In 1987, Oliver Stone dissected the hyper-materialism of the 1980s with Wall Street, a film where a greedy asshole sets out to make money by destroying an airline and hurting the employees in the process. Gordon Gekko was a prime example of hedonistic wealth who made a mantra out of “Greed is Good.” He’s presented as the embodiment of the corruption of wealth and power, and an extreme result of the continuing separation of management and worker. Oliver Stone, Michael Douglas, and co-writer Stanley Weiser intended Gekko to be a villain; instead, he became a hero. Vanity Fair recounts a DVD interview by hedge fund manager Seth Tobias, “I remember when I saw the movie in 1987. I recall saying, That’s what I want to be. I want to start out as Bud Fox and end up as Gordon Gekko.” He was later found dead in his swimming pool on a mix of cocaine, Ambien and alcohol.
16 years later, Martin Scorsese made The Wolf of Wall Street, a true story about Jordan Belfort, a hedonistic hyper-materialistic Wall Street manager who lives at the heights of life while making money by bankrupting regular people. Based off Belfort’s self-aggrandizing memoir, Scorsese stayed true to Belfort’s tone and expects audiences to realize just how immoral the behavior depicted in the film is. Even as Belfort skips out of years of prison time and neglects to pay his dues, Scorsese waffles on the ending, attempting a half-assed implication of the audience for allowing this behavior to manifest and worshiping at its feet. In my audience, there were a handful of baby Seth Tobiases getting off on Belfort’s behavior, ignoring the message that the movie is supposed to be a grotesquerie.
Increasingly, message movies are afraid of ambiguity. I tent to think that this is partly due to the didactic tendencise of youth, and partly out of fear that their movie’s message might be misunderstood. Nobody wants to make the anti-drug movie that makes drug use seem glamorous. At the extreme other end of the spectrum is Darren Aronofsky’s Requiem For A Dream, which turns drug addiction into a hell spiral. Ambiguity gets thrown out the window for fear that somebody takes your movie the wrong way. Steven Spielberg’s post-9/11 War of the Worlds threw anvil-heavy messaging at the audience in its pro-war-machine propaganda in the shadow of terrorism (especially irresponsible during the misguided Iraq War).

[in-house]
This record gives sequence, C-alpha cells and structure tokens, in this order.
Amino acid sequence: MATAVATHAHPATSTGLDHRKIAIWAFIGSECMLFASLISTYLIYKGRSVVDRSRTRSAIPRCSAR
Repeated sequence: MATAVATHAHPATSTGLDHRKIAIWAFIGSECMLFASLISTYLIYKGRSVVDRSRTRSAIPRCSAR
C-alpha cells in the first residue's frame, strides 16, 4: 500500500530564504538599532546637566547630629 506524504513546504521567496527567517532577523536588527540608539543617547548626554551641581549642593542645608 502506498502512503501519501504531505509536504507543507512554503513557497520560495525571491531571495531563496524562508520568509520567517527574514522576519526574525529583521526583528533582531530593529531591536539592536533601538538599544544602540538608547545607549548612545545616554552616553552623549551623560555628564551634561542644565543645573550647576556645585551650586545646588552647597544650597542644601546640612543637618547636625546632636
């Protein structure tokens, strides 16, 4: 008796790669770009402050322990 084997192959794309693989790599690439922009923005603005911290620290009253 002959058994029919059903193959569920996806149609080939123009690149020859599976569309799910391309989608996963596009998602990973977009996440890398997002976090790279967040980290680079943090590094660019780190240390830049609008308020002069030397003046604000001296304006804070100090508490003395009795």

There is reason for this, especially after the litigation explosion of the 1990s. Beavis and Butthead was a show about two juvenile delinquents that made fun of their behavior, yet MTV was sued when somebody claimed that a toddler burned down his trailer park after watching the show. In another incident, Oliver Stone and Time Warner were sued after two people said they watched Natural Born Killers and went on a crime spree; one of many “copycat” crimes, this particular lawsuit became infamous because of John Grisham’s involvement. Though Natural Born Killers was criticized for its sledgehammer moralizing, people still took the wrong message from the movie and/or used it as an excuse for their bad behavior.
But, sometimes the message movies get bogged down in their message and forget to be anything but propaganda. Gus Van Sant’s Promised Land is basically an anti-fracking pamphlet from Mother Jones, with all of the entertainment value that entails. 99 Homes is a Milgrim Experiment-style movie where an innocent person is forced to become a cog in the same machine that crushed him, with plenty of speeches putting the blame on various elements.
All of these examples are narrative based, but the same questions exist in the documentary genre. There’s a whole category of documentaries all based around advocacy for a certain topic. Just as a couple of examples: The Internet’s Own Boy documented the increasing privatization of information while Chasing Ice attacked pollution through the gorgeously tragic footage of ice caps melting. But, on the other end, there are the movies of Frederick Wiseman and Rich Hill, both of which purport to present their situations without bias or interference…leaving people’s public lives open to viewer interpretation.
Can a movie be too didactic or moralistic? Can a movie be too subtle? If people take away the wrong message from the movie, is that a fault of the movie or a fault of the people? Do you have a limitation for the amount of moralizing in your fictional narratives? Should documentaries take a reserved point of view?